Anita sits in the back of a crowded waiting room of a government hospital in Uttar Pradesh, her four-year-old son leaning weak and ill on her lap. He’s suffering from diarrhoea, one of the leading killers of children in India, and she had carried him to four village doctors before one finally persuaded her to take him to a hospital. Anita earns at most Rs10 a day, among the poorest of the poor, yet she was willing to pay to see local practitioners rather than seek free government care.
Something is seriously wrong
Development experts have long focused on improving access to healthcare. For example, there are far more government-funded health services available in Uttar Pradesh, India’s most populous state at nearly 224 million, than ever before. Yet, around 70% of healthcare in India is provided through the private sector, comprising both legally trained and illegal doctors. This can result in unnecessary expenses, inadequate or even dangerous treatments from unqualified practitioners, and the waste of public sector resources spent on underused facilities.
Why is this so?
- A lack of trust: Our own qualitative research consistently indicates that people make these choices only partially because the services are closer to home. They trust village doctors, who treat them with dignity. They are also wary of poor service in government health institutions, where there is evidence of poor treatment, a lack of respect for patients, and demands for out-of-pocket payments for services that should be free of charge.
- A lack of accountability: The government wants to see more people come to its facilities, but this will require a fundamental shift in thinking. As it stands, doctors, nurses, and other healthcare providers are not held accountable for a lot of their actions. There are systems of accountability in India that could be powerful, but they are few and far between.
Changing the public perception of government health centres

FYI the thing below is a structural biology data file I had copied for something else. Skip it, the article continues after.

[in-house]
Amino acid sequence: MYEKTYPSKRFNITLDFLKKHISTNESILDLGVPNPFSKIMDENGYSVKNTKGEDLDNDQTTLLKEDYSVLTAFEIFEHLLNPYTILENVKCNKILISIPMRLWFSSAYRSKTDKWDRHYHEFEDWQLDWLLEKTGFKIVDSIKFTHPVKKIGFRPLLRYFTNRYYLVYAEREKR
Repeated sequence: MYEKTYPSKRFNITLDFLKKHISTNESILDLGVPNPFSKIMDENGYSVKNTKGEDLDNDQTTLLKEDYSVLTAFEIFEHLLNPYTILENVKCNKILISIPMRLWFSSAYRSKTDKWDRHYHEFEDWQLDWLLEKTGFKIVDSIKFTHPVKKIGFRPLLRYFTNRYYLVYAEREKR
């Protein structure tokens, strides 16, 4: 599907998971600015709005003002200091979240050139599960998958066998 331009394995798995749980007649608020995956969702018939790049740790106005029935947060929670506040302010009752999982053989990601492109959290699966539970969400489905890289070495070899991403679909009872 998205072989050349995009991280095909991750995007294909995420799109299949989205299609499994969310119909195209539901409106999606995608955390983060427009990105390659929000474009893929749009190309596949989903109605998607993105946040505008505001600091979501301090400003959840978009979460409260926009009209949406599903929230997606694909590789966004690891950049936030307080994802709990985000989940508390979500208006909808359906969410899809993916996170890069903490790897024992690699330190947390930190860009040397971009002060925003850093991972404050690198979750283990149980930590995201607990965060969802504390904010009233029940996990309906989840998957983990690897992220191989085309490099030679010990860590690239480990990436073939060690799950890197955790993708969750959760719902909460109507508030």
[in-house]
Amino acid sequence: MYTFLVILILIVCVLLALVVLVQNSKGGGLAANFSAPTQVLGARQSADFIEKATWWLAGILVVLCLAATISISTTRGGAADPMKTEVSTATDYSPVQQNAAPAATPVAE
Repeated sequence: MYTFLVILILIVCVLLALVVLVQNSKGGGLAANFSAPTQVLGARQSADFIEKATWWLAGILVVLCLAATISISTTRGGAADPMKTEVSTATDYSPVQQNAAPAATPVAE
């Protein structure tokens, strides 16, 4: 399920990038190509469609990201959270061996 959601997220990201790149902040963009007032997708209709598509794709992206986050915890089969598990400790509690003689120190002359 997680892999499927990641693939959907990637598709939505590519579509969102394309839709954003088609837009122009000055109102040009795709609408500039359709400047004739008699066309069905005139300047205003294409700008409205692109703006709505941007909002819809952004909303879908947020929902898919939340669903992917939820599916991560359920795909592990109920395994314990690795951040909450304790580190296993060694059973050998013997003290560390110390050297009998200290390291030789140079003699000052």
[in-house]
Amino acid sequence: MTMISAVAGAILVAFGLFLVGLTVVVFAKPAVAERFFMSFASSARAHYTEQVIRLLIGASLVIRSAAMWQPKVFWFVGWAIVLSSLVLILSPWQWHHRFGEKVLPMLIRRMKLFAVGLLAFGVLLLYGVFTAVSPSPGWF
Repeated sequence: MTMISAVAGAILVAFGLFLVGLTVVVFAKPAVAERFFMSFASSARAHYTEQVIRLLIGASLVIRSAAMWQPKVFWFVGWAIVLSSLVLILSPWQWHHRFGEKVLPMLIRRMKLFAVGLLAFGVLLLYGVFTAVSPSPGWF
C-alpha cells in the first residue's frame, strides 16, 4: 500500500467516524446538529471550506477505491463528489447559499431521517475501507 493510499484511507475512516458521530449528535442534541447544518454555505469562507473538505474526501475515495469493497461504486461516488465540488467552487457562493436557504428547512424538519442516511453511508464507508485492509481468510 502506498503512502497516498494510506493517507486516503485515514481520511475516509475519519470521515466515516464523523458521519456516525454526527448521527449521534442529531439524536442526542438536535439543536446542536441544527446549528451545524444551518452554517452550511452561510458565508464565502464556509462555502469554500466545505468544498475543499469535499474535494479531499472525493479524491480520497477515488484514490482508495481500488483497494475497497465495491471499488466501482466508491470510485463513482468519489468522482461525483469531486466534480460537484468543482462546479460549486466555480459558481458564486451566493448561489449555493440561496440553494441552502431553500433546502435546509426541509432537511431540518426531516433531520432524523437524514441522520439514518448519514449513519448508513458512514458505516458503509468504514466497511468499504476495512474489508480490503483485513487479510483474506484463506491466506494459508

The public sector needs to solve two problems—delivering better health outcomes and getting patients to come in—and each calls for different solutions.
To improve health outcomes, the government needs to improve the actual quality of care by focusing on the performance of the staff, the supply of medicines, and the quality of infrastructure.
However, to improve patient footfall, they need to improve the perceived quality of care. The levers tend to be non-medical issues such as accessibility, waiting time, privacy, time with a doctor, administrative efficiency, and other services such as food and lodging for families.
People perceive that quality is better at informal providers even though the latter often mishandle common ailments (for example, prescribing antibiotics—not oral dehydration salts and zinc—for diarrhoea in young children).
This quality perception is exaggerated by the fierce competition among private providers, which compels them to satisfy customers by focusing on the immediate relief of symptoms rather than the most effective treatment. In the public sector, by contrast, the disrespect patients endure extends to verbal or even physical abuse. Private providers—unqualified or licensed—would not retain patients if they treated them that way.
Using customer feedback to fix it